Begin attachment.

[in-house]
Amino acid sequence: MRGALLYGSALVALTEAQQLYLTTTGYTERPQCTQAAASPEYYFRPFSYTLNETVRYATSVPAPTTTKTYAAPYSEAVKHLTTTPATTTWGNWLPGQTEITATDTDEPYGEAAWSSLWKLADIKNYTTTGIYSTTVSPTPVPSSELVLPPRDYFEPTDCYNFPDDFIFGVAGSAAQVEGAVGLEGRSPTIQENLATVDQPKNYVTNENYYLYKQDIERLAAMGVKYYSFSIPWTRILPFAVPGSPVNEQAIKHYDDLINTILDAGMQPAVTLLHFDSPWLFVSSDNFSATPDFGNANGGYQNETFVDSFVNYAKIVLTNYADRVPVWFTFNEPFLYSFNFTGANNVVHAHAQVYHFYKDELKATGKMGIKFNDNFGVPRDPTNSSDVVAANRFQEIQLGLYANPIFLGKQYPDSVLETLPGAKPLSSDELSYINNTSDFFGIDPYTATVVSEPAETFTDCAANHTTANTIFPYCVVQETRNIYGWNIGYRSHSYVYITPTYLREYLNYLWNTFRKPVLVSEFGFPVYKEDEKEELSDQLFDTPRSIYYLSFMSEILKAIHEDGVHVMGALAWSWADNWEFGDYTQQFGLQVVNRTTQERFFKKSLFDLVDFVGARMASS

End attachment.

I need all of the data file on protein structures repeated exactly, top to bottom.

[in-house]
Amino acid sequence: MRGALLYGSALVALTEAQQLYLTTTGYTERPQCTQAAASPEYYFRPFSYTLNETVRYATSVPAPTTTKTYAAPYSEAVKHLTTTPATTTWGNWLPGQTEITATDTDEPYGEAAWSSLWKLADIKNYTTTGIYSTTVSPTPVPSSELVLPPRDYFEPTDCYNFPDDFIFGVAGSAAQVEGAVGLEGRSPTIQENLATVDQPKNYVTNENYYLYKQDIERLAAMGVKYYSFSIPWTRILPFAVPGSPVNEQAIKHYDDLINTILDAGMQPAVTLLHFDSPWLFVSSDNFSATPDFGNANGGYQNETFVDSFVNYAKIVLTNYADRVPVWFTFNEPFLYSFNFTGANNVVHAHAQVYHFYKDELKATGKMGIKFNDNFGVPRDPTNSSDVVAANRFQEIQLGLYANPIFLGKQYPDSVLETLPGAKPLSSDELSYINNTSDFFGIDPYTATVVSEPAETFTDCAANHTTANTIFPYCVVQETRNIYGWNIGYRSHSYVYITPTYLREYLNYLWNTFRKPVLVSEFGFPVYKEDEKEELSDQLFDTPRSIYYLSFMSEILKAIHEDGVHVMGALAWSWADNWEFGDYTQQFGLQVVNRTTQERFFKKSLFDLVDFVGARMASS